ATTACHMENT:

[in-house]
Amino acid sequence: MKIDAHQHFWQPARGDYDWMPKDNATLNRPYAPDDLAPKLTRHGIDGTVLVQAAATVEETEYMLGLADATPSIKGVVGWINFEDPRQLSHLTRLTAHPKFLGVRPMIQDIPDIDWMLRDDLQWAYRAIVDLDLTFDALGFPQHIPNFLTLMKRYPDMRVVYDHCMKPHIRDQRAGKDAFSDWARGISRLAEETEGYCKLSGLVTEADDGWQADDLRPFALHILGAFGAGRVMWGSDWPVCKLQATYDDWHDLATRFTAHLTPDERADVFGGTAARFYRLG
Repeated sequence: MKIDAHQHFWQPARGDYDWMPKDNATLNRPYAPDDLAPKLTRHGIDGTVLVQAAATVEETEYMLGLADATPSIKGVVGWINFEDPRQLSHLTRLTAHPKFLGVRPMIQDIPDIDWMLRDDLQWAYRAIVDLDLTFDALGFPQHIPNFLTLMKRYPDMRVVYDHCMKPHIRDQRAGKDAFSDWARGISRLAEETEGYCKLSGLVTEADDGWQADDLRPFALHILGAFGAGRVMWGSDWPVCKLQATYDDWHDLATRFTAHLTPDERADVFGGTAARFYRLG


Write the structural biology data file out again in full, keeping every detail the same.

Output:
[in-house]
Amino acid sequence: MKIDAHQHFWQPARGDYDWMPKDNATLNRPYAPDDLAPKLTRHGIDGTVLVQAAATVEETEYMLGLADATPSIKGVVGWINFEDPRQLSHLTRLTAHPKFLGVRPMIQDIPDIDWMLRDDLQWAYRAIVDLDLTFDALGFPQHIPNFLTLMKRYPDMRVVYDHCMKPHIRDQRAGKDAFSDWARGISRLAEETEGYCKLSGLVTEADDGWQADDLRPFALHILGAFGAGRVMWGSDWPVCKLQATYDDWHDLATRFTAHLTPDERADVFGGTAARFYRLG
Repeated sequence: MKIDAHQHFWQPARGDYDWMPKDNATLNRPYAPDDLAPKLTRHGIDGTVLVQAAATVEETEYMLGLADATPSIKGVVGWINFEDPRQLSHLTRLTAHPKFLGVRPMIQDIPDIDWMLRDDLQWAYRAIVDLDLTFDALGFPQHIPNFLTLMKRYPDMRVVYDHCMKPHIRDQRAGKDAFSDWARGISRLAEETEGYCKLSGLVTEADDGWQADDLRPFALHILGAFGAGRVMWGSDWPVCKLQATYDDWHDLATRFTAHLTPDERADVFGGTAARFYRLG